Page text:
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Narcolepsy is a sleep disorder that causes excessive daytime sleepiness or drowsiness and an overwhelming urge to sleep. Persons who suffer from this chronic disorder have difficulty staying awake during the day and often fall asleep in inappropriate occasions. Narcolepsy often causes significant problems in one's daily routine.

This disorder is not linked to depression, seizures, fainting or a simple insomnia, although they may share some of symptoms.

Narcolepsy cannot be cured. There are, however, certain medications and methods that can make it easier.

One of the main symptoms of narcolepsy is excessive sleepiness during the day. The urge to fall asleep can be quite overwhelming and sleep can occur anytime and anywhere. For example, a person suffering from narcolepsy can just fall asleep in the middle of a conversation. The sleep may last a few minutes or half an hour. It is not unusual that later in the day, the person will feel extremely awake and alert, but the attack of sleepiness will probably come back again. Many persons find this disorder to be very embarrassing.

The other symptom is cataplexy, or sudden loss of muscle tone. This can mean weakness or difficulty speaking. Cataplexy is usually triggered by a strong emotion, like excitement, fear, anger. Sometimes a narcoleptic person loses muscle tone while laughing hard.

Sleep paralysis is another symptom and it can be very frightening. The person loses the ability to move during sleep or upon waking up. These episodes are usually brief but extremely unpleasant, as the person can be fully conscious and aware of the condition but cannot do anything about it.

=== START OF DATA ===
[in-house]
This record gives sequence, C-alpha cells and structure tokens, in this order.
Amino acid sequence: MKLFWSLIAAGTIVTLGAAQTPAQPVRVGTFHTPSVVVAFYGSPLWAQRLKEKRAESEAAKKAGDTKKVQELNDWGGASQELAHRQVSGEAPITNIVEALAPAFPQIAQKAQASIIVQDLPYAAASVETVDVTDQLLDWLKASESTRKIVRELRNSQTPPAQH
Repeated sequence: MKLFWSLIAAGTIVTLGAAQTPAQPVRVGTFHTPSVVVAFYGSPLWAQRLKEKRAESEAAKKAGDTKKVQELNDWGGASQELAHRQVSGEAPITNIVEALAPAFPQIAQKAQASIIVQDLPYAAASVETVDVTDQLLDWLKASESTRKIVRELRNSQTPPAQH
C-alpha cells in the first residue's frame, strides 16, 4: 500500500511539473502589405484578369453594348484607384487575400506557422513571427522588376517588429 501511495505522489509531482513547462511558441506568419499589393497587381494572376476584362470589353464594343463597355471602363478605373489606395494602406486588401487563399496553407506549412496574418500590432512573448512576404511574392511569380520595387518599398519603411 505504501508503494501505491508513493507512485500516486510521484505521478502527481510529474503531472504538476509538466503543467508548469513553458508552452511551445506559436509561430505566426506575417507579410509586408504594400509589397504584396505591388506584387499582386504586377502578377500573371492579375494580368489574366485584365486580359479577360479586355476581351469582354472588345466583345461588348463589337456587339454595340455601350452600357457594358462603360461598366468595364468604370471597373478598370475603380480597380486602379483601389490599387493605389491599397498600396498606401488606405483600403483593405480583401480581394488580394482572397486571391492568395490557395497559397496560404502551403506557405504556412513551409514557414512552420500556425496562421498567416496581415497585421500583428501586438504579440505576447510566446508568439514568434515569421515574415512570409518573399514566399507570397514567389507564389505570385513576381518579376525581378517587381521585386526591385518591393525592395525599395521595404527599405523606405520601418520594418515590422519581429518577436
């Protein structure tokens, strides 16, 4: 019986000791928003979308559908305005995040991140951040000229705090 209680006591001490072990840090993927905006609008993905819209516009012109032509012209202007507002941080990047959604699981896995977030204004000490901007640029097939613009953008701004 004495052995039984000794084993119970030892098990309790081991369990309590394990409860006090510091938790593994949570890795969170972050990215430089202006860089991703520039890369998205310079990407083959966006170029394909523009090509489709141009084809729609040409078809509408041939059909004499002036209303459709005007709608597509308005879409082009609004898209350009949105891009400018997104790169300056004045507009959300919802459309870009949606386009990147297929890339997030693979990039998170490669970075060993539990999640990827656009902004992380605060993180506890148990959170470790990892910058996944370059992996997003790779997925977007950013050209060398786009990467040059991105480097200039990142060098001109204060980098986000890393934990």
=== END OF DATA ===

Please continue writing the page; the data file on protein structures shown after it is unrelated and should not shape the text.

Narcolepsy can also cause hallucinations. These are called hypnagogic hallucinations and they happen when a person enters the REM phase very quickly and mistakes dreams for reality.

People who have narcolepsy can have other sleep disorders as well. Those include obstructive sleep apnea, in which breathing starts and stops (involuntarily) during the sleep, restless legs syndrome, or insomnia.

Narcolepsy usually starts between the ages of 10 and 25, but it can also happen to a person in their fifties.

Causes of narcolepsy are not well defined yet. They most likely involve genetics, infections, exposure to toxins or stress.

The difference between normal sleep patterns and narcolepsy is that in normal sleep, the first stage is non-rapid eye movement phase (NREM) and the rapid eye movement phase (REM) occurs after an hour or two, while a person who has narcolepsy may skip the NREM and enters directly into the REM phase.

There is also a difference on the chemical level. People who suffer from narcolepsy have lower levels of hypocretin, which is a neurochemical that regulates wakefulness and the REM phase.

There are some medications that can help cope with the symptoms of narcolepsy. Those can be different stimulants, inhibitors, and antidepressants. The best and most reliable way to chose a medication for narcolepsy is to consult a medical specialist.

People with narcolepsy should be careful with other drugs, especially ones that can be bought over-the-counter, because it is not rare that a drug has side effects that include drowsiness and they will just aggravate the symptoms of narcolepsy.

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